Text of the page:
by Kathryn Brining
In 2013, President Barack Obama championed initiatives encouraging women to pursue careers in STEM (science, technology, engineering, and math), fields where many feel women are underrepresented. Publishing and media is another arena where men seem to outnumber women, so it should come as no surprise that sexism seems to reign where these two interests meet: science fiction.
Both science and science fiction have long been considered masculine, male-dominated pursuits and the reluctance for some to embrace women working in technical fields may be closely linked to their exclusion when writing about the sciences. Though some might argue this is simply a case of genre, not gender, inequality, all too often, the aspiring female science fiction writer feels stranded in a hostile alien world.
Male science fiction writers outnumber female writers. That much is clear. The reasons for this, however, are readily debated. According to Arit John in Science Fiction’s Sexism Problem, “Part of the reason is that women’s speculative fiction gets treated as ‘fantasy,’ while the imaginings of men are deemed ‘science fiction’” (2013). Likewise, John highlights that 29 out of the 33 "Grandmasters of Science Fiction" have been male.
However, people in the publishing industry dispute that this imbalance is based on submission numbers and not sexism. According to a chart published in 2013 by Julie Crisp, the editorial director for Tor UK (a publishing company with a sister company in America), males submit more in most genre categories, particularly science fiction, which explains why there are more males being published than females.
An article published on the website TeleRead in 2013 counters Crisp’s comments: “publishing execs are not bound by the slush pile: they can build their own. And if they want to go against the bias of their genre when developing writers, without descending into affirmative-action commissioning, they are quite at liberty to do so.”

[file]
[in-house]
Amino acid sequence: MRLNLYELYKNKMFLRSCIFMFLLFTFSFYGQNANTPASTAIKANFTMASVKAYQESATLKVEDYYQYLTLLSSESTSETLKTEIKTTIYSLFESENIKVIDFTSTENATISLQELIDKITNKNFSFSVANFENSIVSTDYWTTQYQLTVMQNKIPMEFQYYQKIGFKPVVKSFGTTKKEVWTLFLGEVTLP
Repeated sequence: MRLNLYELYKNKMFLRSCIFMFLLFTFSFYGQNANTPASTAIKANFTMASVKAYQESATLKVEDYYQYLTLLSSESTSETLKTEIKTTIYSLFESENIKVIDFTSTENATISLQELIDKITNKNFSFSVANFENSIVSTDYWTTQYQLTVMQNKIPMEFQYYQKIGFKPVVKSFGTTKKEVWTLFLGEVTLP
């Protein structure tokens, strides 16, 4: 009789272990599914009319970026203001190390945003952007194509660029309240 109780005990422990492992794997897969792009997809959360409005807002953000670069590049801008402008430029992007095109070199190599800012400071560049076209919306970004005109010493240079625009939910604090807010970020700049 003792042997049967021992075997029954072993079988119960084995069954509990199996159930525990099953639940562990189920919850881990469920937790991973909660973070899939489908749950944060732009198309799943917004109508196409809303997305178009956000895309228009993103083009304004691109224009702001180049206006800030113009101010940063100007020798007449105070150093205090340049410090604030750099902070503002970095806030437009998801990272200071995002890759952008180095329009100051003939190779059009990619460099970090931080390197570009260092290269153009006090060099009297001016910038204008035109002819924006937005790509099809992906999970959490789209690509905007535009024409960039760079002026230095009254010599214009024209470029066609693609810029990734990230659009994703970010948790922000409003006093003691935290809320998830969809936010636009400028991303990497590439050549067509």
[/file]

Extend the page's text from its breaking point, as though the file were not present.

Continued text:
One of the judges for the Arthur C. Clarke and British Science Fiction Award (both 2013 winners were male, by the way) Liz Walters, stated, “female speculative fiction writers are embracing fantasy because they know they won’t be respected in the science fiction community” (John 2013).
As a female writer (who has dabbled in science fiction), I don’t want to "embrace fantasy," or any other genre, just because I'm told that that's my place or feel I will be more respected there. I have many ideas, just as males do, and I should be free to write them without having to worry about criticism based solely on my gender.
No wonder women aren’t submitting as much as men! They’re afraid of being bullied or having their work misrepresented. Honestly, the genre's uninviting atmosphere makes me reluctant to submit science fiction. There are many good female authors out there and I want to read what they have to offer in whichever genre they choose.
As writers and readers, we should accept those who deserve to be published and recognized. Writing should be a community where all are welcomed to share and grow. No one should be discouraged from showing the community their ideas because of gender, and women should not have to feel that they are excluded from certain communities. Science fiction is not specifically a “man’s genre.” It can be enjoyed by everyone, so why are they limiting those who enjoy writing it?